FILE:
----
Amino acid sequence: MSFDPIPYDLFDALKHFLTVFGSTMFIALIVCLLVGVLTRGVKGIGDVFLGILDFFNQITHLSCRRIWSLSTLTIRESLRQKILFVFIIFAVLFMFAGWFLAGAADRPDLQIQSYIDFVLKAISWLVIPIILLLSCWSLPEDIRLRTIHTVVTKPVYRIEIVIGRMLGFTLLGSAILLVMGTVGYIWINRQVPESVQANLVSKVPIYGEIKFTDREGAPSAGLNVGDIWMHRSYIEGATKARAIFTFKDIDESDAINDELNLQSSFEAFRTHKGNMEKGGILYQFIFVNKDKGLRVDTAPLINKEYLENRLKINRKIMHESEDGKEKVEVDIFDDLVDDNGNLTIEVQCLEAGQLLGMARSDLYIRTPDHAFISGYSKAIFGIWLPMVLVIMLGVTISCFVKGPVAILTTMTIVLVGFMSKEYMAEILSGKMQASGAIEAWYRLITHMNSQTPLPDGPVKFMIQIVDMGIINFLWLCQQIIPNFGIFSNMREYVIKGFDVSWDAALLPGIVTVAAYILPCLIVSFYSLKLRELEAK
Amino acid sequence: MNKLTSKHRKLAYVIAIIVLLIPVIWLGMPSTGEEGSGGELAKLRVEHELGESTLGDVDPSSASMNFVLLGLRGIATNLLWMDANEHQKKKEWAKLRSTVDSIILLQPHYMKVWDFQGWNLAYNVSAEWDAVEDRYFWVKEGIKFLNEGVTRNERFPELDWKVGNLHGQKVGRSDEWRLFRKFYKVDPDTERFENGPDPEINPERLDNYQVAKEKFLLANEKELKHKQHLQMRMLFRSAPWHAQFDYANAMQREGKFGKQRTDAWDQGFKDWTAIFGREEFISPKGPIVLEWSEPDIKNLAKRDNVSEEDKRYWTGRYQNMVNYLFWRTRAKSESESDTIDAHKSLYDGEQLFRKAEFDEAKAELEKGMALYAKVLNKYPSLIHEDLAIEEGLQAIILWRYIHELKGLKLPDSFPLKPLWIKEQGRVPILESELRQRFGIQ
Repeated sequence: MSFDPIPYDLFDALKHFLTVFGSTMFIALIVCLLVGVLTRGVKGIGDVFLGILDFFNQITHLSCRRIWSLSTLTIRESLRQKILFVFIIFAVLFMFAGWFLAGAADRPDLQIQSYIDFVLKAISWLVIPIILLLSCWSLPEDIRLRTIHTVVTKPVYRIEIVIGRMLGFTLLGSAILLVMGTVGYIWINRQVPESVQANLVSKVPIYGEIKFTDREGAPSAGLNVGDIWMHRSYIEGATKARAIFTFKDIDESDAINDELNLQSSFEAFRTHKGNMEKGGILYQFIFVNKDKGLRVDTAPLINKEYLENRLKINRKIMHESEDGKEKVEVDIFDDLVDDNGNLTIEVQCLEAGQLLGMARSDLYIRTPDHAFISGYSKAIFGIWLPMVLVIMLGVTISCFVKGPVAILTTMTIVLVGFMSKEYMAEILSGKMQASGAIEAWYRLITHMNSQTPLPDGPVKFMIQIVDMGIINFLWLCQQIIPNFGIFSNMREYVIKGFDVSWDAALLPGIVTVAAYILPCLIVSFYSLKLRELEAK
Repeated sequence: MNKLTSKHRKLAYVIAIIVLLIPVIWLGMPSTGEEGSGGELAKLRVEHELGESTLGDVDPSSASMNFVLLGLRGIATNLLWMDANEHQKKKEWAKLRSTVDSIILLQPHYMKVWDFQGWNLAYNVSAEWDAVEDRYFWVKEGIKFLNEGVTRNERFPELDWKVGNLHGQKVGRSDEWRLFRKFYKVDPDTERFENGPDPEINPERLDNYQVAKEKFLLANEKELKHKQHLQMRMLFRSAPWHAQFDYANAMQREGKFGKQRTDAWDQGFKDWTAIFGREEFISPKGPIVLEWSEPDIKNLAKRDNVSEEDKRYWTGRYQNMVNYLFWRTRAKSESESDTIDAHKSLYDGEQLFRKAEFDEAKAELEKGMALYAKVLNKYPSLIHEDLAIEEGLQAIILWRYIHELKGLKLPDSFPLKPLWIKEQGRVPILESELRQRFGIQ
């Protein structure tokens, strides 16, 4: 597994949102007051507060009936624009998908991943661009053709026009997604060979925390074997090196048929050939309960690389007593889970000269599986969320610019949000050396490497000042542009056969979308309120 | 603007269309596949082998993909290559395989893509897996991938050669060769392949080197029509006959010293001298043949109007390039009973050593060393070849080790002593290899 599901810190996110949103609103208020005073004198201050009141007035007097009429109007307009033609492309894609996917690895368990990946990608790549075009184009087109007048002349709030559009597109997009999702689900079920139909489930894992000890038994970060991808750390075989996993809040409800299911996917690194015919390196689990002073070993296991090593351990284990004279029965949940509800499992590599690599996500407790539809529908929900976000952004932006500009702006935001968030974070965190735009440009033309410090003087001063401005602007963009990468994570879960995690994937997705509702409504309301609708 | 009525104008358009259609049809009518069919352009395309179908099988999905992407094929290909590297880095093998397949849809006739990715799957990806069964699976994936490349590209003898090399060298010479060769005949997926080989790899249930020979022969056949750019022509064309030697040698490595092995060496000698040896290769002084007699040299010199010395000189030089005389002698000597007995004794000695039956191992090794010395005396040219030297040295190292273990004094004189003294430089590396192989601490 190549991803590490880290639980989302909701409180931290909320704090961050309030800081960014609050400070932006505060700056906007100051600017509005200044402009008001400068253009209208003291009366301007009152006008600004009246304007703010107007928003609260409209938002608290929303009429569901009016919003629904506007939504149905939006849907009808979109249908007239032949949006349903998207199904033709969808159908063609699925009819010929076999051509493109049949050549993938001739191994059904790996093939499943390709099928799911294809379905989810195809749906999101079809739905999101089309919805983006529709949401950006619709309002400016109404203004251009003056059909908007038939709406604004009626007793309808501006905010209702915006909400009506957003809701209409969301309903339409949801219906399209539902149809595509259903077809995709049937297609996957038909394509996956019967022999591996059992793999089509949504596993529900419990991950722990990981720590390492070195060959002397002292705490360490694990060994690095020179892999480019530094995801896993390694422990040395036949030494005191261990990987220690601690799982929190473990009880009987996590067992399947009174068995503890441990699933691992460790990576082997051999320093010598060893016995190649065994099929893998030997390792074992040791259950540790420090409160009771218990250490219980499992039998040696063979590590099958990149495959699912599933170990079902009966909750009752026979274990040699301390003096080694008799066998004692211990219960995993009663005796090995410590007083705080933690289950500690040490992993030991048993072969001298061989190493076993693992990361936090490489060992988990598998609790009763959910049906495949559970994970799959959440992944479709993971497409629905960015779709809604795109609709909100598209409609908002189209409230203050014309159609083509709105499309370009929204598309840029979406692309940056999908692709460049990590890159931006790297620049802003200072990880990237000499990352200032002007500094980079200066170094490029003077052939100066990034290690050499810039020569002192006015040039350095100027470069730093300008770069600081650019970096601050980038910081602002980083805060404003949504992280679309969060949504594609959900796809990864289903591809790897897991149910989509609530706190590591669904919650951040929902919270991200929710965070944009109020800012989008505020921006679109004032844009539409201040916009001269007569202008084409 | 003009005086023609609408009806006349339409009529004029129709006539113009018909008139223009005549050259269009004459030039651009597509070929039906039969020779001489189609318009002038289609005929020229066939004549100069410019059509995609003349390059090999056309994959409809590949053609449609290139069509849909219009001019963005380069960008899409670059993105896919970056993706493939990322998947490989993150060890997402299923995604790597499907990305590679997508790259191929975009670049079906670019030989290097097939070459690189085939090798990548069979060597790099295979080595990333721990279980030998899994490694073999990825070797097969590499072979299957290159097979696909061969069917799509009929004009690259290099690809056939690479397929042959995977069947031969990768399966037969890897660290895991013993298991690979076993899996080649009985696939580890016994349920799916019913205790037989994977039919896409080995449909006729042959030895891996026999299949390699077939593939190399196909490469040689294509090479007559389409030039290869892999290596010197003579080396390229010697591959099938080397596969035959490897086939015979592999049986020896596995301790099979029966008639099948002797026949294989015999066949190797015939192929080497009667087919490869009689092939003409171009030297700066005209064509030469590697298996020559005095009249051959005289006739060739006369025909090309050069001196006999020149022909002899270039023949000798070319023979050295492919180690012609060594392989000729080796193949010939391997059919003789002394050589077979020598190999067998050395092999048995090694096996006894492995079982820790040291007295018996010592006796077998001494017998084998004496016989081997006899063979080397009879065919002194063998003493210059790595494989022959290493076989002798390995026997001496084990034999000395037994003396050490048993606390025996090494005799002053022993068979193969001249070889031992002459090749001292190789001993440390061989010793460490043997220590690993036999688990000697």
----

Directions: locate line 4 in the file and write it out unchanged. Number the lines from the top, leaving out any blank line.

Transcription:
Repeated sequence: MNKLTSKHRKLAYVIAIIVLLIPVIWLGMPSTGEEGSGGELAKLRVEHELGESTLGDVDPSSASMNFVLLGLRGIATNLLWMDANEHQKKKEWAKLRSTVDSIILLQPHYMKVWDFQGWNLAYNVSAEWDAVEDRYFWVKEGIKFLNEGVTRNERFPELDWKVGNLHGQKVGRSDEWRLFRKFYKVDPDTERFENGPDPEINPERLDNYQVAKEKFLLANEKELKHKQHLQMRMLFRSAPWHAQFDYANAMQREGKFGKQRTDAWDQGFKDWTAIFGREEFISPKGPIVLEWSEPDIKNLAKRDNVSEEDKRYWTGRYQNMVNYLFWRTRAKSESESDTIDAHKSLYDGEQLFRKAEFDEAKAELEKGMALYAKVLNKYPSLIHEDLAIEEGLQAIILWRYIHELKGLKLPDSFPLKPLWIKEQGRVPILESELRQRFGIQ